That’s why we turned to Brett Mock from Coltzilla, and we discussed Manning, rookie Jerry Hughes and the Colts’ long list of injuries.
NESN: Considering the injuries to the Colts’ offense, is it possible Peyton Manning is having a better season than last, or is the book still out on that?
Brett Mock: It’s fair to say that Manning has faced a far more difficult challenge to this point in 2010 (and will the rest of the way) than he did in 2009. In some ways, that puts him in a rather unfair world, since last year he took a fourth-round rookie and a late-round second-year former Division III player to the Super Bowl. Still, Pierre Garcon, in many respects, has regressed, injuries have forced Manning to rely on undrafted rookies Blair White and Brandon James to play key roles in at least two wins this season, and the loss of Dallas Clark and his two best running backs (for stretches) have made his job much more difficult.
For years, the Colts have been able to get by without placing a great deal of emphasis on offensive linemen, partially due to legendary offensive line coach Howard Mudd making a lot out of a little, and now that is being tested because the great equalizer to the pass rush is having so many offensive weapons on the field that the risk of really attacking that line is too great. His last few games have not been up to the “Manning standard,” but injuries have made practicing difficult and his timing and communication with his receivers has suffered as a result.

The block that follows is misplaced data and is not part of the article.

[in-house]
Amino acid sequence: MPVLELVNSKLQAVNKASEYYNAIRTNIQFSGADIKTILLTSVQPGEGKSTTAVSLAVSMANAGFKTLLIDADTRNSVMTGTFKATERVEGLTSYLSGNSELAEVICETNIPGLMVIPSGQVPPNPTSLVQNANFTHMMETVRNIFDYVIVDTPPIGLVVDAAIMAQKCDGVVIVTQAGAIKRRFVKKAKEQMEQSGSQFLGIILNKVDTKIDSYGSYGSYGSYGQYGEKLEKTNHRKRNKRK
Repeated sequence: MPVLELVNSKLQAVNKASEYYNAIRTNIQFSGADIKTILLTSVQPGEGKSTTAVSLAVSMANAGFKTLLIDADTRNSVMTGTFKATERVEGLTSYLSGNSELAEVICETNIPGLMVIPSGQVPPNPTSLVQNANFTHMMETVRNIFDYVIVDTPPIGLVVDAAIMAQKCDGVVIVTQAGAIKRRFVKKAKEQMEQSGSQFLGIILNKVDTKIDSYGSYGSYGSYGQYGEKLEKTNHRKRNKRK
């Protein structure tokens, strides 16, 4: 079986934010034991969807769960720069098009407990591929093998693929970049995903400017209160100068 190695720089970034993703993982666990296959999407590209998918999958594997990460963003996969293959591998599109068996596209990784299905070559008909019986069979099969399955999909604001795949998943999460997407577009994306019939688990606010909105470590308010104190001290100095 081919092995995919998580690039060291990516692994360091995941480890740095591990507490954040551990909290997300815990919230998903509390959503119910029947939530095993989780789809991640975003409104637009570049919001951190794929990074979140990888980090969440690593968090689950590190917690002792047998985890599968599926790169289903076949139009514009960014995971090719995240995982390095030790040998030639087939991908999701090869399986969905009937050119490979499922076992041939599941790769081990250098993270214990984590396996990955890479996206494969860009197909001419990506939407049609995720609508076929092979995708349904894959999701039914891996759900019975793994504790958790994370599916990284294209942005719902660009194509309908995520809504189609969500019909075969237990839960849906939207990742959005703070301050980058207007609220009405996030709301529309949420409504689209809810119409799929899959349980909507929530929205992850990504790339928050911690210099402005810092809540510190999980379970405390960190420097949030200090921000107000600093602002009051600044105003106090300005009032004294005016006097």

A 6-3 record after nine games, near the top of the league in most passing categories, and on top of the AFC South? That is pretty impressive for the team, and no one doubts that Manning is a big part of that. That said, the book is still out (to a degree) because timing and communication will have to improve with whoever is able to take the field for the Colts’ offense to produce the way it is capable, and since Manning lost Collie/Gonzalez/Clark/Addai/Hart, we have not seen it yet.
NESN: How has Jacob Tamme filled in for Dallas Clark?
B.M.: Jacob Tamme has produced spectacularly since Clark’s season ended. He was drafted specifically to be Clark’s insurance policy and potentially his heir, so it is not that great of a surprise. However, since Tamme joined the team, Clark has done nothing but stay healthy and increase his production each year. This left Tamme to watch on the sideline and focus primarily on special teams. His work paid off as he became the best, and most well-rounded, special teams player on the team. Now getting his chance with the offense, there’s every reason to believe that over time his hands will come back to him (in college, he was primarily a receiving tight end), and his timing with Manning will only get better. Tamme should not be overlooked. The Colts’ previous opponents have done so, and Manning-to-Tamme has hurt them almost as much as Manning-to-Clark did.
NESN: How have the Colts used Jerry Hughes to this point, and how effective has he been?
B.M.: The Colts have had the luxury to bring Jerry Hughes along slowly. Some Colts fans have been upset with Hughes’ lack of production and involvement on the field to this point in the season, but many of those folks compare his early impact and production to Dwight Freeney and Robert Mathis when they joined the team. The problem with those complaints is that Freeney and Mathis did not enter the NFL behind two Pro Bowl defensive ends.